I'm giving this a second read, and am enjoying it more this time. The story is told by someone who is describing these events (taking place at the start of the 1970s, not long after the Sharon Tate murders) from a vantage many years later, but it usually depicts only what the main character, hippie private eye Doc Sportello, sees, hears, otherwise senses, and experiences and thinks. We get an impression of the weirdness of California in that era, but it's mainly from the zany vividness with which it's described - and partly it's just the never-ending cascade of novelties that even Doc is struck by, at a time of extremely rapid social experimentation and change. To Doc, though, it's pretty much all "groovy" except for the depredations of big business and the Nixon regime.
Doc is just that laid back and cool ... though as the story unfolds we also gradually get a sense of how audacious, resourceful, and gritty he actually is.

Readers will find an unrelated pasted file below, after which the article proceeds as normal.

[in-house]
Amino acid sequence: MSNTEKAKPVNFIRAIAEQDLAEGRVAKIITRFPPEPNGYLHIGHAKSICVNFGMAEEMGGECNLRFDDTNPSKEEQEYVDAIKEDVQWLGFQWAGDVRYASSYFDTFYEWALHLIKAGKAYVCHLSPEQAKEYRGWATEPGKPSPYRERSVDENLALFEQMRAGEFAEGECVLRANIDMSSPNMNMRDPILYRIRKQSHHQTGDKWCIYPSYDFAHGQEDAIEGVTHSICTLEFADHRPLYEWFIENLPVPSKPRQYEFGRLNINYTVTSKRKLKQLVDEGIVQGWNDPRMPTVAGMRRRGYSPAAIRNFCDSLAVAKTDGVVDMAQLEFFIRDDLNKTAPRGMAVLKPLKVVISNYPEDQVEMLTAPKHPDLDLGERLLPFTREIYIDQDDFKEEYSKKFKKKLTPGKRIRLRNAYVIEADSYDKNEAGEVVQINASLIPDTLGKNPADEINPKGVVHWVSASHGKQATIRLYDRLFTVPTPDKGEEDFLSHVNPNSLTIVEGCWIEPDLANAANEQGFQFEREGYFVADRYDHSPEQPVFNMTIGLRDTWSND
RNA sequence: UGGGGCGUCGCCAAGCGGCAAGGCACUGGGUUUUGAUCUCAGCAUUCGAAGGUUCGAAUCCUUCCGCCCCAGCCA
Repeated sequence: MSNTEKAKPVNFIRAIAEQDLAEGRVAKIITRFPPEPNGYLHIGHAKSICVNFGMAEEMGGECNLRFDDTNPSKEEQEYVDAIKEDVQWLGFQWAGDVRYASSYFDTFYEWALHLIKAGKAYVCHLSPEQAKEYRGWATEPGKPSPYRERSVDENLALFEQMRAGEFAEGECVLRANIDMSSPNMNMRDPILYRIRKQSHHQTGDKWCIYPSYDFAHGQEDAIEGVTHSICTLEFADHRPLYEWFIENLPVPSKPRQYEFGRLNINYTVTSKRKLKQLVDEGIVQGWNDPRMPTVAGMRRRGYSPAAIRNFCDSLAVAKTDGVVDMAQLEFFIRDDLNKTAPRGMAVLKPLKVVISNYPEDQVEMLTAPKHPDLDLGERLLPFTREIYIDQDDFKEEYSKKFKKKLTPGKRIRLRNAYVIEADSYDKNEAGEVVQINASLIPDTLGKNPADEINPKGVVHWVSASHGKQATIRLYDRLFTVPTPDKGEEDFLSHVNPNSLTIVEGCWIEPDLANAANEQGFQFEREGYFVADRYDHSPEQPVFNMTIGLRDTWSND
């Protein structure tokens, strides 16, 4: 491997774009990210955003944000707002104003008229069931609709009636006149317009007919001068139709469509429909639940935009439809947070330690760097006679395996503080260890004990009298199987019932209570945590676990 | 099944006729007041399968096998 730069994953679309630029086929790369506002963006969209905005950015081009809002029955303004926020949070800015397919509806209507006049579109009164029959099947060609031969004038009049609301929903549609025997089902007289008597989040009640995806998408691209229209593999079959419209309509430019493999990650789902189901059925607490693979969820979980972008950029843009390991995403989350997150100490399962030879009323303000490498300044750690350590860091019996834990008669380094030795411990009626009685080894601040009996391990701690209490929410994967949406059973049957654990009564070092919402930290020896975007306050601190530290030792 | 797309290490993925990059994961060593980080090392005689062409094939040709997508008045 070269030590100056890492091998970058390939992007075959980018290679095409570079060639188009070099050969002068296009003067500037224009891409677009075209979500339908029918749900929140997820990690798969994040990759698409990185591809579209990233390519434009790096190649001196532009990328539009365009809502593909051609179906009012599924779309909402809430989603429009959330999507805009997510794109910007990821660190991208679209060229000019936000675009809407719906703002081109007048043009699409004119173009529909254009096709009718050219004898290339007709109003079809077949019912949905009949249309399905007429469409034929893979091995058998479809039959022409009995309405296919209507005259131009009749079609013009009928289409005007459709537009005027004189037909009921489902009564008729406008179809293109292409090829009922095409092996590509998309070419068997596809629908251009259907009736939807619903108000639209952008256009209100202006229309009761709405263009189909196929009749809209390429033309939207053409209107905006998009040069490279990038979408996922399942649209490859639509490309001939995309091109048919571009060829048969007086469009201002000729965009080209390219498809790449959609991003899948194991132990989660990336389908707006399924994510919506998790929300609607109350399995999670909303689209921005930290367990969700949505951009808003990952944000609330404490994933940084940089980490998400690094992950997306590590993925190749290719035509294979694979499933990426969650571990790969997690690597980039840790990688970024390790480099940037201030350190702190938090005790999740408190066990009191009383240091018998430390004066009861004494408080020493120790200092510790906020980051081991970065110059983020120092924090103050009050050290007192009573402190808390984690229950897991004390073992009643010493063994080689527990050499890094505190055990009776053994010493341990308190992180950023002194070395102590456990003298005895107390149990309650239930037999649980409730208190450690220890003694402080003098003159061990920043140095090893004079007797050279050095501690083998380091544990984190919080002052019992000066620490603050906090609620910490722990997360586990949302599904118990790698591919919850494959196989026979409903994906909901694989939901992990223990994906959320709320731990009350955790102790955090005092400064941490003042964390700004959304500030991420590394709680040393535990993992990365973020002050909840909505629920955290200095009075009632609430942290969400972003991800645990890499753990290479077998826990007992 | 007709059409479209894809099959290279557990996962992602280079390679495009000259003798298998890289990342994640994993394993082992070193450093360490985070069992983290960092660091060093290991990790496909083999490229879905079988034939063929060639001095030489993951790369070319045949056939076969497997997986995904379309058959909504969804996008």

Although it can do with more than one reading, Inherent Vice must be Pynchon's most accessible novel, and in many ways the most likeable. I'm looking forward to a better understanding, this time round, of what actually happens.
Discovering Doc Sportello's hidden depths as the plot twisted about was a real pleasure, and not an experience I'd expected for reading a Pynchon novel. The Pynchon characters who come to mind as "audacious, resourceful, and gritty" — DL Chastain in Vineland, say — seem to be established that way more or less from the start. The arc of Doc going up against the Golden Fang is more or less the opposite of Oedipa's character trajectory when she tangles with the Trystero.
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